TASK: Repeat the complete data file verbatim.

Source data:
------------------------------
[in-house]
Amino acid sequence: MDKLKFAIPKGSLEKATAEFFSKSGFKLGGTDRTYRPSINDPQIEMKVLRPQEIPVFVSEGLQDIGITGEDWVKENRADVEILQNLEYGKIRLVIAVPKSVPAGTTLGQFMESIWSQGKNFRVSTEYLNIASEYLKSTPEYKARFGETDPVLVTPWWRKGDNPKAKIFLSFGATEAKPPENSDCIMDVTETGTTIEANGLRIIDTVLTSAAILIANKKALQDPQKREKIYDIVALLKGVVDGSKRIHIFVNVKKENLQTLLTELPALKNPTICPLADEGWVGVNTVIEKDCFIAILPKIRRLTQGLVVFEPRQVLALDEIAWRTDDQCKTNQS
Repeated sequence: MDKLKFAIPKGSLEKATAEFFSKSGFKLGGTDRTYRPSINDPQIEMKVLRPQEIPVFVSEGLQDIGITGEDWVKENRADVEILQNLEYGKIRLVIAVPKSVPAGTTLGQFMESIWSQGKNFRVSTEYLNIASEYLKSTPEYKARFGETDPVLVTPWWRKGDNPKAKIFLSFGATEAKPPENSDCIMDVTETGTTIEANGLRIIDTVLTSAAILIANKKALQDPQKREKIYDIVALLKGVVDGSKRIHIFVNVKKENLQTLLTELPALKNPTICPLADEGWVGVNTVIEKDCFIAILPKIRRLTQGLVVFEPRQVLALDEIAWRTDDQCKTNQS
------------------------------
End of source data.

[in-house]
Amino acid sequence: MDKLKFAIPKGSLEKATAEFFSKSGFKLGGTDRTYRPSINDPQIEMKVLRPQEIPVFVSEGLQDIGITGEDWVKENRADVEILQNLEYGKIRLVIAVPKSVPAGTTLGQFMESIWSQGKNFRVSTEYLNIASEYLKSTPEYKARFGETDPVLVTPWWRKGDNPKAKIFLSFGATEAKPPENSDCIMDVTETGTTIEANGLRIIDTVLTSAAILIANKKALQDPQKREKIYDIVALLKGVVDGSKRIHIFVNVKKENLQTLLTELPALKNPTICPLADEGWVGVNTVIEKDCFIAILPKIRRLTQGLVVFEPRQVLALDEIAWRTDDQCKTNQS
Repeated sequence: MDKLKFAIPKGSLEKATAEFFSKSGFKLGGTDRTYRPSINDPQIEMKVLRPQEIPVFVSEGLQDIGITGEDWVKENRADVEILQNLEYGKIRLVIAVPKSVPAGTTLGQFMESIWSQGKNFRVSTEYLNIASEYLKSTPEYKARFGETDPVLVTPWWRKGDNPKAKIFLSFGATEAKPPENSDCIMDVTETGTTIEANGLRIIDTVLTSAAILIANKKALQDPQKREKIYDIVALLKGVVDGSKRIHIFVNVKKENLQTLLTELPALKNPTICPLADEGWVGVNTVIEKDCFIAILPKIRRLTQGLVVFEPRQVLALDEIAWRTDDQCKTNQS